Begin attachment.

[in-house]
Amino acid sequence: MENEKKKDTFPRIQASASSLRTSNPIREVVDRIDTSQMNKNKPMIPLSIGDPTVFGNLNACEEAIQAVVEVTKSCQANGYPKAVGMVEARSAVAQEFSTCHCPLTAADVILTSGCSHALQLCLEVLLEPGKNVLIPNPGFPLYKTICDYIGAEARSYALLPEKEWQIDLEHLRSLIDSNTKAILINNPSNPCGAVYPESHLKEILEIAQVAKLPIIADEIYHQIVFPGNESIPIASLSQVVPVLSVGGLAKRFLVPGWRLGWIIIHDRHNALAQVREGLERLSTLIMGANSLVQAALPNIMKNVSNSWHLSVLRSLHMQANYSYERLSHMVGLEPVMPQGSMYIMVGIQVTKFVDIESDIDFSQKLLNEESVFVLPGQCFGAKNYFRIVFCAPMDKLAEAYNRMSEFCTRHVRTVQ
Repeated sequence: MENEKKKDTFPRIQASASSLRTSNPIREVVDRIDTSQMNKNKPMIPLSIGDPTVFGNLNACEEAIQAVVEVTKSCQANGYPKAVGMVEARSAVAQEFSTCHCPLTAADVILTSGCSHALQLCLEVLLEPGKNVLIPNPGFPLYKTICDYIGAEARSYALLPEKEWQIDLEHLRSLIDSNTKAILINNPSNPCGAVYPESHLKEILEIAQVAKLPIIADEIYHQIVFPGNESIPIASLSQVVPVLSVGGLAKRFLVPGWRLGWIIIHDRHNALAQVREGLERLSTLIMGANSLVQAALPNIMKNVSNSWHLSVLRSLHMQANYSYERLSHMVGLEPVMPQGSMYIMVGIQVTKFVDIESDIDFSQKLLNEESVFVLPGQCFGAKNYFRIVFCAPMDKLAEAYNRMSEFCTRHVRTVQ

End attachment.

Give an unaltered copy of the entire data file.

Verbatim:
[in-house]
Amino acid sequence: MENEKKKDTFPRIQASASSLRTSNPIREVVDRIDTSQMNKNKPMIPLSIGDPTVFGNLNACEEAIQAVVEVTKSCQANGYPKAVGMVEARSAVAQEFSTCHCPLTAADVILTSGCSHALQLCLEVLLEPGKNVLIPNPGFPLYKTICDYIGAEARSYALLPEKEWQIDLEHLRSLIDSNTKAILINNPSNPCGAVYPESHLKEILEIAQVAKLPIIADEIYHQIVFPGNESIPIASLSQVVPVLSVGGLAKRFLVPGWRLGWIIIHDRHNALAQVREGLERLSTLIMGANSLVQAALPNIMKNVSNSWHLSVLRSLHMQANYSYERLSHMVGLEPVMPQGSMYIMVGIQVTKFVDIESDIDFSQKLLNEESVFVLPGQCFGAKNYFRIVFCAPMDKLAEAYNRMSEFCTRHVRTVQ
Repeated sequence: MENEKKKDTFPRIQASASSLRTSNPIREVVDRIDTSQMNKNKPMIPLSIGDPTVFGNLNACEEAIQAVVEVTKSCQANGYPKAVGMVEARSAVAQEFSTCHCPLTAADVILTSGCSHALQLCLEVLLEPGKNVLIPNPGFPLYKTICDYIGAEARSYALLPEKEWQIDLEHLRSLIDSNTKAILINNPSNPCGAVYPESHLKEILEIAQVAKLPIIADEIYHQIVFPGNESIPIASLSQVVPVLSVGGLAKRFLVPGWRLGWIIIHDRHNALAQVREGLERLSTLIMGANSLVQAALPNIMKNVSNSWHLSVLRSLHMQANYSYERLSHMVGLEPVMPQGSMYIMVGIQVTKFVDIESDIDFSQKLLNEESVFVLPGQCFGAKNYFRIVFCAPMDKLAEAYNRMSEFCTRHVRTVQ